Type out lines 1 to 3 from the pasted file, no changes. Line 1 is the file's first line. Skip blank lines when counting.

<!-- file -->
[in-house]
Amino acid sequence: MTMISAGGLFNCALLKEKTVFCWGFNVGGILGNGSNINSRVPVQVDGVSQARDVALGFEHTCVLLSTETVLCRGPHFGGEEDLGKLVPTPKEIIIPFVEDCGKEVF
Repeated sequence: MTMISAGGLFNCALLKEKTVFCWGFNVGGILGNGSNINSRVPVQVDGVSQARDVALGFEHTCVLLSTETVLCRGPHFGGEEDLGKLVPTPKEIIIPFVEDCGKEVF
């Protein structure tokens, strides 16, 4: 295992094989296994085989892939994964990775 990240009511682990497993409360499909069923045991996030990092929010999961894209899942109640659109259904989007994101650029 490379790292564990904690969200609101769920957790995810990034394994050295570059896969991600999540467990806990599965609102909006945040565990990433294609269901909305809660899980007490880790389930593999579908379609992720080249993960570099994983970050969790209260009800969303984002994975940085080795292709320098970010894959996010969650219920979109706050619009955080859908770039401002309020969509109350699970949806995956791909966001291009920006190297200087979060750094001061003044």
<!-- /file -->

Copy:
[in-house]
Amino acid sequence: MTMISAGGLFNCALLKEKTVFCWGFNVGGILGNGSNINSRVPVQVDGVSQARDVALGFEHTCVLLSTETVLCRGPHFGGEEDLGKLVPTPKEIIIPFVEDCGKEVF
Repeated sequence: MTMISAGGLFNCALLKEKTVFCWGFNVGGILGNGSNINSRVPVQVDGVSQARDVALGFEHTCVLLSTETVLCRGPHFGGEEDLGKLVPTPKEIIIPFVEDCGKEVF